WASHINGTON, D.C. Addressing students at the BYU Washington Seminar Oct. 25, U.S. Secretary of Health and Human Services Michael O. Leavitt said both his personal faith and his upbringing in the Church have affected his life and public service.
The event was part of the Milton A. Barlow Center Speaker Series, which brings leaders in government, business, and various organizations together with student interns in the nation's capital. Recognized for their achievements and public service, these leaders examine ways their secular life is infused by their spiritual life.
Secretary Leavitt drew upon his experiences as a businessman, three-term governor of Utah, head of the U.S. Environmental Protection Agency, and head of HHS to demonstrate how his faith and activity in the Church shaped his identity and readied him for public service. He noted that family, Church leaders, and Church programs such as the Young Men organization and its partnership with Scouting were the linchpin that sent him off into the world with confidence and leadership experience.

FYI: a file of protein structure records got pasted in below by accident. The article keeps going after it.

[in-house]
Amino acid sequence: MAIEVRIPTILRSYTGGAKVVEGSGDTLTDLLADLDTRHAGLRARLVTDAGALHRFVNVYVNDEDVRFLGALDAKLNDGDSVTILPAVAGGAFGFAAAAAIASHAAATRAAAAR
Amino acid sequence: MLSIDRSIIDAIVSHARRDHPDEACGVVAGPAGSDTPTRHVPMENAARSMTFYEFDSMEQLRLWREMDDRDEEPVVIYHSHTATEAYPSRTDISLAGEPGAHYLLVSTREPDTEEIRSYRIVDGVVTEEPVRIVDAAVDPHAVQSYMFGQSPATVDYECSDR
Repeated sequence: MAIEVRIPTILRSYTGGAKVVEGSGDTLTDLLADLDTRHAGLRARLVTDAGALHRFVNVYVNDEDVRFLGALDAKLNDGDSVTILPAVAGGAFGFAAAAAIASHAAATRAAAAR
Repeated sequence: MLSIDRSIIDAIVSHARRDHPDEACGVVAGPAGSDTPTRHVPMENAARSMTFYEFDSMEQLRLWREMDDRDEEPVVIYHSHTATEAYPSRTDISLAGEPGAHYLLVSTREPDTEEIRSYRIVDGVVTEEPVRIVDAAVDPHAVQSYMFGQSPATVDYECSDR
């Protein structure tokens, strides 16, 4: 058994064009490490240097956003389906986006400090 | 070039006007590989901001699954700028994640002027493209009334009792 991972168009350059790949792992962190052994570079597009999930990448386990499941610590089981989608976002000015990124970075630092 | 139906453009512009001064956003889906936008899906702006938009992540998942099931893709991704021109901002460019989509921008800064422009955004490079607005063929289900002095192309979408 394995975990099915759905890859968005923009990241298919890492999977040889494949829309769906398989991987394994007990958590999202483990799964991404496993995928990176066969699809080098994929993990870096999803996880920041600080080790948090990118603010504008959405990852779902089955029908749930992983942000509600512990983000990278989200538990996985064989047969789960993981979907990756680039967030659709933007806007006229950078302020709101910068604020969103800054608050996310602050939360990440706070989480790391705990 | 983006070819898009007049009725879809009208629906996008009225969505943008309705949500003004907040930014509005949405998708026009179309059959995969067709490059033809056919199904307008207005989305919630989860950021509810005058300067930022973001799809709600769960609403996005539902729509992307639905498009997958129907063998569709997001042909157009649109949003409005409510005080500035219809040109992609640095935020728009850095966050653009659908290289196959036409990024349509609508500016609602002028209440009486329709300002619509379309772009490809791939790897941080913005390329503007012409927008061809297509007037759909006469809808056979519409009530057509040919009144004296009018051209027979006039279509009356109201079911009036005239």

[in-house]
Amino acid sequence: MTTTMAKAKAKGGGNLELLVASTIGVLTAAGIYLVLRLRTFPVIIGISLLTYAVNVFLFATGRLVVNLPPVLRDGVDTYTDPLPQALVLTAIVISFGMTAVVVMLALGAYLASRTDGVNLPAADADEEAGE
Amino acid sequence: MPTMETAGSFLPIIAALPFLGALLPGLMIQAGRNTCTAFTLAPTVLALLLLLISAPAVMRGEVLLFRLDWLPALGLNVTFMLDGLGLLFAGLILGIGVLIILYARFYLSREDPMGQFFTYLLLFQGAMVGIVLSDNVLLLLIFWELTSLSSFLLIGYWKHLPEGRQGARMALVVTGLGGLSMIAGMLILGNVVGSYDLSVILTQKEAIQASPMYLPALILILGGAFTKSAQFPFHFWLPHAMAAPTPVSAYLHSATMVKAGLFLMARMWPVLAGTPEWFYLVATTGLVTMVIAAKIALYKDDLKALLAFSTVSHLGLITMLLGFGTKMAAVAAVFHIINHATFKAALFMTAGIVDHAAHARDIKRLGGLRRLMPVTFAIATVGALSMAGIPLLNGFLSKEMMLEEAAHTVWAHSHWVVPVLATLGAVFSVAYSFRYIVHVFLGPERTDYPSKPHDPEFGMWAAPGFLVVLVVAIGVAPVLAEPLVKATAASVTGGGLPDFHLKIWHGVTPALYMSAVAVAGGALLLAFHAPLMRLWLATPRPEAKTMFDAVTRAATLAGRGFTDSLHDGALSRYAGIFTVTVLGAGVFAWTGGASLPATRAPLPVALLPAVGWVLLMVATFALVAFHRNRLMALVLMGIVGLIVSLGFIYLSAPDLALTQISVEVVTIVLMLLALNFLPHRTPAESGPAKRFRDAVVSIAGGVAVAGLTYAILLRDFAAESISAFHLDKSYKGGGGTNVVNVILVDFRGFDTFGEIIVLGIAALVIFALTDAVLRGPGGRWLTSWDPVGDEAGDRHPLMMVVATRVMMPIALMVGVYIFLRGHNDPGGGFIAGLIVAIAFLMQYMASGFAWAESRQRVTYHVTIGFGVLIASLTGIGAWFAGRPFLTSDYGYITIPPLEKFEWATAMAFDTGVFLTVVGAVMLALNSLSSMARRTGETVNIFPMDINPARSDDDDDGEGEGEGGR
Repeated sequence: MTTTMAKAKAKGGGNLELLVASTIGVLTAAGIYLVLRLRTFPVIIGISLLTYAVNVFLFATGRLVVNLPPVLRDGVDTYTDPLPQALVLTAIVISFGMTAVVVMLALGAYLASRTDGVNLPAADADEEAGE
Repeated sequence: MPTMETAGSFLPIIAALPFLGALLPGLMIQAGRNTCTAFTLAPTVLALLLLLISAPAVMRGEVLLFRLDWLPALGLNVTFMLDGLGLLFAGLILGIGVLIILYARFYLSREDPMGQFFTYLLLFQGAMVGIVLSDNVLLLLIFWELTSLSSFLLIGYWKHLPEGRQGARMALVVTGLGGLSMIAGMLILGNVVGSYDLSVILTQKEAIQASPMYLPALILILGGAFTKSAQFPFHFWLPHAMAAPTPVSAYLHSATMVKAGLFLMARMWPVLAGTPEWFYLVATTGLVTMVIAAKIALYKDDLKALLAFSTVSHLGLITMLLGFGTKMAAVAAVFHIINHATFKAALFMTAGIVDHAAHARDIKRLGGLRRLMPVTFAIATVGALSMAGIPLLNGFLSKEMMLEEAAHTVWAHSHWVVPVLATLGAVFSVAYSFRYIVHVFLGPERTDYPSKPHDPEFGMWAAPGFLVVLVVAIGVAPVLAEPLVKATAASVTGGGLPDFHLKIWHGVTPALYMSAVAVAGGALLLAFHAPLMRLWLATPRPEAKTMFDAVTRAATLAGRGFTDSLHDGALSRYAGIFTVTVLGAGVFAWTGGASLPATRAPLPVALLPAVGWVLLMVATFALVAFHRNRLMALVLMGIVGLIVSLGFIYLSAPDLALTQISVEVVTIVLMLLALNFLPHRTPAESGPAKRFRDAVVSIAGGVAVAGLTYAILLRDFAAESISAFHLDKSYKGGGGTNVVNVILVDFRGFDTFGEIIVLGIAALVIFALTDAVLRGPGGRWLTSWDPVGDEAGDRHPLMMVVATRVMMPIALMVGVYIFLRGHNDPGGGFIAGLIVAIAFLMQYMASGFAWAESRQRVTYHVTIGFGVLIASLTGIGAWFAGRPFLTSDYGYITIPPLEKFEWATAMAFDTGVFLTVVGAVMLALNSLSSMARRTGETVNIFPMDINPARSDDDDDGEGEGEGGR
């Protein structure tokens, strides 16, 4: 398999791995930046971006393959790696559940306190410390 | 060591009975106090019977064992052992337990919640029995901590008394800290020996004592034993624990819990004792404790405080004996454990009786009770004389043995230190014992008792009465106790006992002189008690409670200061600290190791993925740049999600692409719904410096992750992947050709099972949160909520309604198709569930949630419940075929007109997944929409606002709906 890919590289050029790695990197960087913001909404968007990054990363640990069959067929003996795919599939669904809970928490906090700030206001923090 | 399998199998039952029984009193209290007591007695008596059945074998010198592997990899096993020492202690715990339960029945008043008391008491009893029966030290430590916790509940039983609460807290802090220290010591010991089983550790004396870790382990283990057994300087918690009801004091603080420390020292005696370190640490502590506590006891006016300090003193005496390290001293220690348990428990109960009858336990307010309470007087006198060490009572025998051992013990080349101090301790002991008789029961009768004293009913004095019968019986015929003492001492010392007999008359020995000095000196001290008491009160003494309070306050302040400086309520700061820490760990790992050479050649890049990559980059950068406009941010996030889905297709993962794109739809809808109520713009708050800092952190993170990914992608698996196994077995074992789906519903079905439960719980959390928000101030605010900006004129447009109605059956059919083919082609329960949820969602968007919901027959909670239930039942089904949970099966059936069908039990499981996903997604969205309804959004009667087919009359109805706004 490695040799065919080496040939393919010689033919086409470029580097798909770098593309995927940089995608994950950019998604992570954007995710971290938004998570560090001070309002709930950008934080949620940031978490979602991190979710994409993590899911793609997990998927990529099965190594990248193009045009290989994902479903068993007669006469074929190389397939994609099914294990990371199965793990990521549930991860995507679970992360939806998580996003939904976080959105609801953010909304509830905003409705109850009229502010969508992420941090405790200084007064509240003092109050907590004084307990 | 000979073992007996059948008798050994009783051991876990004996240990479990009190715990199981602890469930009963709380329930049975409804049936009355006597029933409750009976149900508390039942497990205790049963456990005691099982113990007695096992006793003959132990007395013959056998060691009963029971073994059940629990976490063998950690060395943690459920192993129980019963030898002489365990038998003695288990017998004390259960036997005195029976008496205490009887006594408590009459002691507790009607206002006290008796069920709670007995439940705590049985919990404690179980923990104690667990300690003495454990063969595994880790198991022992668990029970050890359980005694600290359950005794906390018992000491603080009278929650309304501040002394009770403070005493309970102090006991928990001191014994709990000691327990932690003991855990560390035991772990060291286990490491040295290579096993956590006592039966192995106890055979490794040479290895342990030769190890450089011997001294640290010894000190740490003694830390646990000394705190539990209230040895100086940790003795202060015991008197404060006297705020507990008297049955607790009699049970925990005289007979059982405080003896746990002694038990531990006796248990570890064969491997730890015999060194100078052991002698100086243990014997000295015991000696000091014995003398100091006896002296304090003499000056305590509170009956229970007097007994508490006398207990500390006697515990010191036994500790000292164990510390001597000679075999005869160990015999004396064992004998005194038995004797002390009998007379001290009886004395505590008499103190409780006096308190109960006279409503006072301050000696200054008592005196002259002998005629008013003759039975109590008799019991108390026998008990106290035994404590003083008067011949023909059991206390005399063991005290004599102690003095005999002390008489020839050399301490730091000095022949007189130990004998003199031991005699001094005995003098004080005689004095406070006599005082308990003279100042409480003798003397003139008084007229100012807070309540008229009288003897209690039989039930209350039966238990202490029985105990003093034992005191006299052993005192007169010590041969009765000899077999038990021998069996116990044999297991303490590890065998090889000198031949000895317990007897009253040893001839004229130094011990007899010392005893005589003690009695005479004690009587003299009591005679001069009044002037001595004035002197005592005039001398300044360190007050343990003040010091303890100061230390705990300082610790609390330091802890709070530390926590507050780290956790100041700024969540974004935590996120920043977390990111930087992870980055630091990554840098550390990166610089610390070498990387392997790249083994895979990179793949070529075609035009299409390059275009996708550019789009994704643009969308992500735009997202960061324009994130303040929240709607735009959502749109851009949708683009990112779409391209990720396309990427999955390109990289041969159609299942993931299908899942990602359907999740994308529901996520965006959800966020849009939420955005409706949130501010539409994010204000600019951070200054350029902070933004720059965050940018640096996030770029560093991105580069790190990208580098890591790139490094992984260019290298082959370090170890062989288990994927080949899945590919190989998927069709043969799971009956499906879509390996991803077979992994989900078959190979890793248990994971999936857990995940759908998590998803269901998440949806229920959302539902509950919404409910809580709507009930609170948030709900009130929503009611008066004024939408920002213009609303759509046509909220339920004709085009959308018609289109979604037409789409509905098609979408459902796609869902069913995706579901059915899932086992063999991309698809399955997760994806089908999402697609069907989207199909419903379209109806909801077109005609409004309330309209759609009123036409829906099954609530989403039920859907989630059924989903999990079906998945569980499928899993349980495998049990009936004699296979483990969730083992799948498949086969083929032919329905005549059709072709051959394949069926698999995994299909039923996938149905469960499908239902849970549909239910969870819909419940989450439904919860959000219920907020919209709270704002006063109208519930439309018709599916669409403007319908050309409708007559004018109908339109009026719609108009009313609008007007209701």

He noted how this positive social network which held him "accountable for a certain type of social behavior" was also the foundation for building his character and defining his values. From the faith-promoting experiences of these early years, he also learned the value and rewards of service to others.
Still, he said, he is amazed that a young boy from "700 West in Cedar City, Utah" could now be sitting as a member of the Cabinet of the President of the United States.
In his career as a state and national leader committed to better health care, welfare reform, and homeland security, he said he continues to apply the lessons of his youth to his decision making. He said he relies on "the power of prayer" and scripture reading.
He said the church "is well-respected" among the international organizations that handle social service efforts, and that he takes pride in the volunteer efforts of individual Church members.